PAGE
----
This story was published in March 2016.
This was the ASPCA’s official 2015 declawing position-
“The ASPCA is strongly opposed to declawing cats for the convenience of their guardians. The only circumstance in which the procedure could be condoned would be if the health and safety of the guardian would be put at risk, as in the case of individuals with compromised immune systems or illnesses that cause them to be unusually susceptible to serious infections.”
The ASPCA updated their declawing position in 2016 to this. Here it is ASPCA’s declawing position statement
The ASPCA came up with a new excuse for not supporting banning declawing and here it is, “Legislation to make declawing illegal, while well-intentioned, can be problematic, because, in rare cases, the procedure may be justifiable as a last resort to prevent euthanasia. There is also no meaningful way to enforce a law that includes this exception.”
The ASPCA also uses the death or declaw excuse in their destructive scratching section. ASPCA Destructive Scratching
The ASPCA says do not declaw cats in their Cat Grooming Tips section. ASPCA Do Not Declaw
This is the last we heard from the ASPCA about this issue when they sent this note to many of City the Kitty’s supporters in 2017 and the note to City the Kitty’s exec. director. There are lies in their note. Laser declawing is not better than the other methods and it’s just as mutilating. There are many studies that prove that declawing causes behavioral issues.
“Dear Friends of Animals,
Here’s the note to City the Kitty’s Exec. Director on March 15, 2017.
“Hi Lori, apologies for the delay in getting back to you. It looks like you’ve already viewed our updated position on cat declawing: http://www.aspca.org/about-us/aspca-policy-and-position-statements/position-statement-declawing-cats. We continue to strongly oppose the procedure. As noted in the statement, our experts believe that legislation to make declawing illegal, while well-intentioned, can be problematic, because, in rare cases, the procedure may be justifiable as a last resort to prevent euthanasia.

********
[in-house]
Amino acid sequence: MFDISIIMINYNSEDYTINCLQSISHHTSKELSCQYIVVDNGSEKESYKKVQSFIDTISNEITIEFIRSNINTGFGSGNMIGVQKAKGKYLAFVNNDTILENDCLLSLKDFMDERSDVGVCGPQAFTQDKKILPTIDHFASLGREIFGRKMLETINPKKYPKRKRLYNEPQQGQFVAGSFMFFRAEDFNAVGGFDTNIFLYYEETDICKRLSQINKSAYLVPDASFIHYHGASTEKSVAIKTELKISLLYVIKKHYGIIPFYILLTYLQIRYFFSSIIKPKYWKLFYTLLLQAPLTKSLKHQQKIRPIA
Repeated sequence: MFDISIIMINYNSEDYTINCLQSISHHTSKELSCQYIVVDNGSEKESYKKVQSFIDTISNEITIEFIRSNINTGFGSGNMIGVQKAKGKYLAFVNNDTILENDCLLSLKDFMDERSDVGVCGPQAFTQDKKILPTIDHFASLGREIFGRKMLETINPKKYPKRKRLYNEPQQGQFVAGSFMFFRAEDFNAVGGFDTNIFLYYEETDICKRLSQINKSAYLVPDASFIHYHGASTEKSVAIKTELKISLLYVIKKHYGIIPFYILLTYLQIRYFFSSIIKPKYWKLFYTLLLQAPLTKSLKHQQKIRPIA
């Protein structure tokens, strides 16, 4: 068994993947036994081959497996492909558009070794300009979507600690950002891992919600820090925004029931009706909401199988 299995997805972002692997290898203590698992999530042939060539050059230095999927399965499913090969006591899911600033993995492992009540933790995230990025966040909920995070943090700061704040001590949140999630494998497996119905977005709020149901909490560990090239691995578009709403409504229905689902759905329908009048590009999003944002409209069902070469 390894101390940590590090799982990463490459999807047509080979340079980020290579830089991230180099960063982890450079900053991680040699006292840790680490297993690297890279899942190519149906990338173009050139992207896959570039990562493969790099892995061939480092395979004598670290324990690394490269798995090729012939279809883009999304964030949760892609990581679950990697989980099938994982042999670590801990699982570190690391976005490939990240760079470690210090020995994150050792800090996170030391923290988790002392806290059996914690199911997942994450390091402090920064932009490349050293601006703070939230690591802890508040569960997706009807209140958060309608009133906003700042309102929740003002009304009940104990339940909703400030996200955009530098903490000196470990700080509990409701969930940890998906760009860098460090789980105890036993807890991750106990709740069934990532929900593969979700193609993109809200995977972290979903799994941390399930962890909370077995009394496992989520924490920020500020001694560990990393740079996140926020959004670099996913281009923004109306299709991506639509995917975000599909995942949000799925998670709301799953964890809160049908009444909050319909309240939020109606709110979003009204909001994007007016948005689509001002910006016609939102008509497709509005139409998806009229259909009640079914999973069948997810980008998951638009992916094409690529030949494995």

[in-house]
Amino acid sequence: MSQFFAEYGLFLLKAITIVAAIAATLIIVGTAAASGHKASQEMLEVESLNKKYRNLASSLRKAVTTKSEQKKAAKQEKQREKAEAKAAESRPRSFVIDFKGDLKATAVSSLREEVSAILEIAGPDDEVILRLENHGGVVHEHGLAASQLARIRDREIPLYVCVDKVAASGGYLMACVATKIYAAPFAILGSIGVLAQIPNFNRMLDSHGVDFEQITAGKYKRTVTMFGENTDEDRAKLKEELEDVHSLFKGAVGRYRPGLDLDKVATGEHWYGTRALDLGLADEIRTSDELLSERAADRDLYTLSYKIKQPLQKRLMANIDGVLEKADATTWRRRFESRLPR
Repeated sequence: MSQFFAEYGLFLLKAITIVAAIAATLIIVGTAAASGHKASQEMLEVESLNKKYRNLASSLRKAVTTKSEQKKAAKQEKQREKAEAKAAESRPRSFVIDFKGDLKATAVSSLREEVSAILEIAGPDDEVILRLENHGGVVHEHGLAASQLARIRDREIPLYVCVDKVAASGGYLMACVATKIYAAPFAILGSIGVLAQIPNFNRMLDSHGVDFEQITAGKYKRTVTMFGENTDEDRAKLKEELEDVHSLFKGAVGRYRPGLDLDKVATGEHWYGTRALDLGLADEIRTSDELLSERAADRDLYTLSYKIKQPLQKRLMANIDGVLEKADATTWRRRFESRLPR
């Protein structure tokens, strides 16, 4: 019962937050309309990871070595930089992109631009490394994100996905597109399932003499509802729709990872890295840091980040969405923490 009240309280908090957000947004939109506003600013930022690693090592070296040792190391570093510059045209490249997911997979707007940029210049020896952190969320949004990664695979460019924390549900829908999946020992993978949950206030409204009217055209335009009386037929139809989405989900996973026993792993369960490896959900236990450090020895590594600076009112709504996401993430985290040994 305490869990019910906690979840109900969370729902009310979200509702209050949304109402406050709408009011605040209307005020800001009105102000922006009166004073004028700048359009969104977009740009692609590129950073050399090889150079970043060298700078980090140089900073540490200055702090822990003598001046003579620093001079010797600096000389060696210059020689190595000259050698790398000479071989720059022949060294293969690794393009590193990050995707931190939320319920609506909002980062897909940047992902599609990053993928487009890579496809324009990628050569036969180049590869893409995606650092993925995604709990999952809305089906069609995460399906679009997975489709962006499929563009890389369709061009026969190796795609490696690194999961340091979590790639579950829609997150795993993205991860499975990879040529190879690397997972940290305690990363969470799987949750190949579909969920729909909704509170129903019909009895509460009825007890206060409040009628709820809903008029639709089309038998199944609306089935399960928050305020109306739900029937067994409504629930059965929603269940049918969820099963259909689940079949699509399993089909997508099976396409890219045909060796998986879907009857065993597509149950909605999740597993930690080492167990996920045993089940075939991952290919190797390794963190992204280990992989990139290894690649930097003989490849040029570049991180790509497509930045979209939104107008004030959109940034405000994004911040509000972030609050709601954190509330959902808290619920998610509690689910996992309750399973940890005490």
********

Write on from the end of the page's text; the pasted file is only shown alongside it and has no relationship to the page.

All the best,
Senior Manager, Social Media
Media and Communications
Here is a note they sent to us in 2015.
“Hi Lori, thank you so much for reaching out and apologies for the delay in getting back, I had to consult with a few departments and experts internally here. Our organization is opposed to the inhumane practice of cat declawing and we think it’s really admirable that you and City the Kitty are working to raise awareness about this important issue. We are actually in the process of working with our experts to revise and update our position on declawing. In the meantime, we are refraining from participating in proactive advocacy on the issue.
All the best,
Senior Manager, Social Media
520 Eighth Avenue, 7th floor
New York, NY 10018″
Facts- There are thousands of declawed cats that are in shelters/rescues after they were thrown away because of the behavioral issues they have from their declaw procedure. Many are being euthanized. There are many declawed cats who are dying on the operating (torture) table while they are being declawed. ALL declawed cats have to walk for the rest of their lives with some sort of pain and discomfort from being declawed.
A new peer reviewed study came out in Sept. 2021 that showed that banning declawing doesn’t result in an increase in cat relinquishment or euthanasia. Here’s the study. Declaw ban